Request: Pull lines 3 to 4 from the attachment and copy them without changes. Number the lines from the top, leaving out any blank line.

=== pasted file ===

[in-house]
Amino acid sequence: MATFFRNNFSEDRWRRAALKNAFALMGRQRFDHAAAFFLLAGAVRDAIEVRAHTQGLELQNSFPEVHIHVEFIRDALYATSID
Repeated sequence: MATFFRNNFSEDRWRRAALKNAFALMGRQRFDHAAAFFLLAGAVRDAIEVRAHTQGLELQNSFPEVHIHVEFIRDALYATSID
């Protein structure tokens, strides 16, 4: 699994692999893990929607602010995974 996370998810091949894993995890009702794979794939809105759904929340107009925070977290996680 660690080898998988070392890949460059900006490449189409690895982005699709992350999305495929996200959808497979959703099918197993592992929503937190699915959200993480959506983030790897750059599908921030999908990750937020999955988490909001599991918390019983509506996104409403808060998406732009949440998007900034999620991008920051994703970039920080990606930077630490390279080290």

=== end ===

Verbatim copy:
Repeated sequence: MATFFRNNFSEDRWRRAALKNAFALMGRQRFDHAAAFFLLAGAVRDAIEVRAHTQGLELQNSFPEVHIHVEFIRDALYATSID
């Protein structure tokens, strides 16, 4: 699994692999893990929607602010995974 996370998810091949894993995890009702794979794939809105759904929340107009925070977290996680 660690080898998988070392890949460059900006490449189409690895982005699709992350999305495929996200959808497979959703099918197993592992929503937190699915959200993480959506983030790897750059599908921030999908990750937020999955988490909001599991918390019983509506996104409403808060998406732009949440998007900034999620991008920051994703970039920080990606930077630490390279080290």